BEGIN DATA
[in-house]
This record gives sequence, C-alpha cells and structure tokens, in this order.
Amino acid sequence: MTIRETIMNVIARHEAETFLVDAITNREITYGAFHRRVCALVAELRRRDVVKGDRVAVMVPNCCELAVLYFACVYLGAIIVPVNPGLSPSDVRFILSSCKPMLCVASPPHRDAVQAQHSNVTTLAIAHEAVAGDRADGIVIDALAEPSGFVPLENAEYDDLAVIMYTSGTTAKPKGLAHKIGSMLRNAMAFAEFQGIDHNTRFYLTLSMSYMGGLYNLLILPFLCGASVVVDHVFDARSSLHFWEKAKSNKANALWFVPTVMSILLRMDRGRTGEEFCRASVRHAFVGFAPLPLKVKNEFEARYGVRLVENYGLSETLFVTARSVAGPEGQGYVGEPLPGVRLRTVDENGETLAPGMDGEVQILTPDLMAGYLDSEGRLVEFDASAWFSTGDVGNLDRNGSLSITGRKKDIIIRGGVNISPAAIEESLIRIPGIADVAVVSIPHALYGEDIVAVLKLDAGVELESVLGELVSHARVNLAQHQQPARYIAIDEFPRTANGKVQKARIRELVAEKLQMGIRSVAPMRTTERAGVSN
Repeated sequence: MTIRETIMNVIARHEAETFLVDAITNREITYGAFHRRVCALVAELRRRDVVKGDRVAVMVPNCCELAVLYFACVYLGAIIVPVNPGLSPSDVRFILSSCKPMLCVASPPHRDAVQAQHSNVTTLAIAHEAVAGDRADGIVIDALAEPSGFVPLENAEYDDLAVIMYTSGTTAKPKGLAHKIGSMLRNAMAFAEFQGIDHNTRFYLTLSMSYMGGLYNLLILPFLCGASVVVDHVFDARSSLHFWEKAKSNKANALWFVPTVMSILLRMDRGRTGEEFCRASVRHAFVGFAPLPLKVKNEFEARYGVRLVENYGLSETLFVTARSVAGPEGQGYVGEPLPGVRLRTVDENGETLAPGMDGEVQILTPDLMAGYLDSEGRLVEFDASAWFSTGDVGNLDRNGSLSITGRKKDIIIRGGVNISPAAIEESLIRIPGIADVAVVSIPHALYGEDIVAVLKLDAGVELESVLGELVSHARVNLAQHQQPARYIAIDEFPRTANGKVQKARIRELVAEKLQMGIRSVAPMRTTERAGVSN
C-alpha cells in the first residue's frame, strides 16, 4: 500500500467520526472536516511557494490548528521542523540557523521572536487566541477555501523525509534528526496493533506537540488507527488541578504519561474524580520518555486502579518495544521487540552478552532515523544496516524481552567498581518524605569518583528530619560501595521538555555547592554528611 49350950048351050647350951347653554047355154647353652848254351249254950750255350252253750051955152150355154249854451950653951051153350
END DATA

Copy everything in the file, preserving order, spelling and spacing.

[in-house]
This record gives sequence, C-alpha cells and structure tokens, in this order.
Amino acid sequence: MTIRETIMNVIARHEAETFLVDAITNREITYGAFHRRVCALVAELRRRDVVKGDRVAVMVPNCCELAVLYFACVYLGAIIVPVNPGLSPSDVRFILSSCKPMLCVASPPHRDAVQAQHSNVTTLAIAHEAVAGDRADGIVIDALAEPSGFVPLENAEYDDLAVIMYTSGTTAKPKGLAHKIGSMLRNAMAFAEFQGIDHNTRFYLTLSMSYMGGLYNLLILPFLCGASVVVDHVFDARSSLHFWEKAKSNKANALWFVPTVMSILLRMDRGRTGEEFCRASVRHAFVGFAPLPLKVKNEFEARYGVRLVENYGLSETLFVTARSVAGPEGQGYVGEPLPGVRLRTVDENGETLAPGMDGEVQILTPDLMAGYLDSEGRLVEFDASAWFSTGDVGNLDRNGSLSITGRKKDIIIRGGVNISPAAIEESLIRIPGIADVAVVSIPHALYGEDIVAVLKLDAGVELESVLGELVSHARVNLAQHQQPARYIAIDEFPRTANGKVQKARIRELVAEKLQMGIRSVAPMRTTERAGVSN
Repeated sequence: MTIRETIMNVIARHEAETFLVDAITNREITYGAFHRRVCALVAELRRRDVVKGDRVAVMVPNCCELAVLYFACVYLGAIIVPVNPGLSPSDVRFILSSCKPMLCVASPPHRDAVQAQHSNVTTLAIAHEAVAGDRADGIVIDALAEPSGFVPLENAEYDDLAVIMYTSGTTAKPKGLAHKIGSMLRNAMAFAEFQGIDHNTRFYLTLSMSYMGGLYNLLILPFLCGASVVVDHVFDARSSLHFWEKAKSNKANALWFVPTVMSILLRMDRGRTGEEFCRASVRHAFVGFAPLPLKVKNEFEARYGVRLVENYGLSETLFVTARSVAGPEGQGYVGEPLPGVRLRTVDENGETLAPGMDGEVQILTPDLMAGYLDSEGRLVEFDASAWFSTGDVGNLDRNGSLSITGRKKDIIIRGGVNISPAAIEESLIRIPGIADVAVVSIPHALYGEDIVAVLKLDAGVELESVLGELVSHARVNLAQHQQPARYIAIDEFPRTANGKVQKARIRELVAEKLQMGIRSVAPMRTTERAGVSN
C-alpha cells in the first residue's frame, strides 16, 4: 500500500467520526472536516511557494490548528521542523540557523521572536487566541477555501523525509534528526496493533506537540488507527488541578504519561474524580520518555486502579518495544521487540552478552532515523544496516524481552567498581518524605569518583528530619560501595521538555555547592554528611 49350950048351050647350951347653554047355154647353652848254351249254950750255350252253750051955152150355154249854451950653951051153350